Talk is Cheap

So many people argue about whether abortion is right or wrong.

So many people are wasting their time.

I always go back to this: “Then render to Caesar the things that are Caesar’s…” – Jesus of Nazareth (Matthew 22:21).

The government’s going to make decisions. Some of them will be vile and poisonous and champion the cause of Satan and present this package with a crisp white bow on top.

We’re not to be fooled. But we’re not to cause chaos because of it. We’re to be in the trenches, loving and aiding those who are bereft and find themselves in a position that they can’t even fathom breaking through.

Because we have the power of God within and us and a host of angels at our shoulders, we KNOW that this moment, this idea of a whole world, a whole life changing is not a mountain that can’t be climbed. But they don’t know that. And that is why the church is to be the church, never to condemn but to sit side-by-side women who have found themselves in a position they never thought they’d be in. We are to pray for those who have been viciously attacked and offer a servant’s heart.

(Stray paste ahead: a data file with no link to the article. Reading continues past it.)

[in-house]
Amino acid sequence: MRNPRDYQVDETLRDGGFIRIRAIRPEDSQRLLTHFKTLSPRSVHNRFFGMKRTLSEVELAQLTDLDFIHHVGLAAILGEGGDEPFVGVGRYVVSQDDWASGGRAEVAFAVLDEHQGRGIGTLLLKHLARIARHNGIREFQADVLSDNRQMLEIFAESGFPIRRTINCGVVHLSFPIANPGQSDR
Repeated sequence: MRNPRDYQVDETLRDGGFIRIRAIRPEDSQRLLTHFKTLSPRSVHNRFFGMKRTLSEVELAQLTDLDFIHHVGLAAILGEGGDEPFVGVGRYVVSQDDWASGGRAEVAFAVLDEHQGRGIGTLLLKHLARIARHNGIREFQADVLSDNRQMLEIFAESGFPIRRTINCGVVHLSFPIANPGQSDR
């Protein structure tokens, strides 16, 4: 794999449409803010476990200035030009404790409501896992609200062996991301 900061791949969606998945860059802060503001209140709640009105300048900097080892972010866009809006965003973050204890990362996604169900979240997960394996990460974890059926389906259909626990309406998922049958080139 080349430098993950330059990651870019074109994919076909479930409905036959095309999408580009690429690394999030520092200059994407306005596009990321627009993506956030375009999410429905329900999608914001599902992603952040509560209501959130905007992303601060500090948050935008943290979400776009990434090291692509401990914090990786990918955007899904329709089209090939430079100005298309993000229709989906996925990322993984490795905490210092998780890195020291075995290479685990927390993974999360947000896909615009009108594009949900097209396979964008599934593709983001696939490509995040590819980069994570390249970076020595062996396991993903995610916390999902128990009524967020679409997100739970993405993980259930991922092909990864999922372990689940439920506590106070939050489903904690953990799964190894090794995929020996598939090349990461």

The law will be the law. But we will be the people of God.

And when we sit bickering at one another about what that means, we waste precious time helping those we feel we’re fighting for in the first place.

The second part of that verse? “…and to God the things that are God’s.”

We are to give God what is His, which is us. We are made in His image. If we were to truly do this, give EVERY part of ourselves and aspect of our lives – our sexuality, our bank accounts, our parenting, our jobs, our social lives, etc. – our world would be one in which the idea of abortion would be obsolete.

But we don’t live in a perfect world. We live in this one. And like Christ redeemed the broken, we too, have that opportunity. He didn’t do it by shaking His fists and opinions in people’s faces. He did it by ushering in the Kingdom of God, an upside down kingdom that begins on bended knee.

I will serve the brokenhearted and the scared. The lost. And not because Cesaer requires it, but because God does.

As It Should Be

The twins are two men I’ve stumbled upon during my daily outings. Well, not literally. They’re always safely stored within the confines of a 1980’s Nissan Vanette and are looking at me like I have no business looking at them.

But let’s be fair about that and break down the facts:

  • They drive a 1980’s Vanette. I know I’ve already mentioned that, but I think it’s worth mentioning again.
  • They are grown men who always sit in the front and passenger side seats. This seems like a non-issue except for the fact that…
  • …they’re twins and wear the exact same outfit.
  • I always see them as they’re going in the opposite direction of me, which means I get a full shot of them practically being the same person, wearing the same outfit, and sitting in a van roughly ten people on this planet have ever actually owned.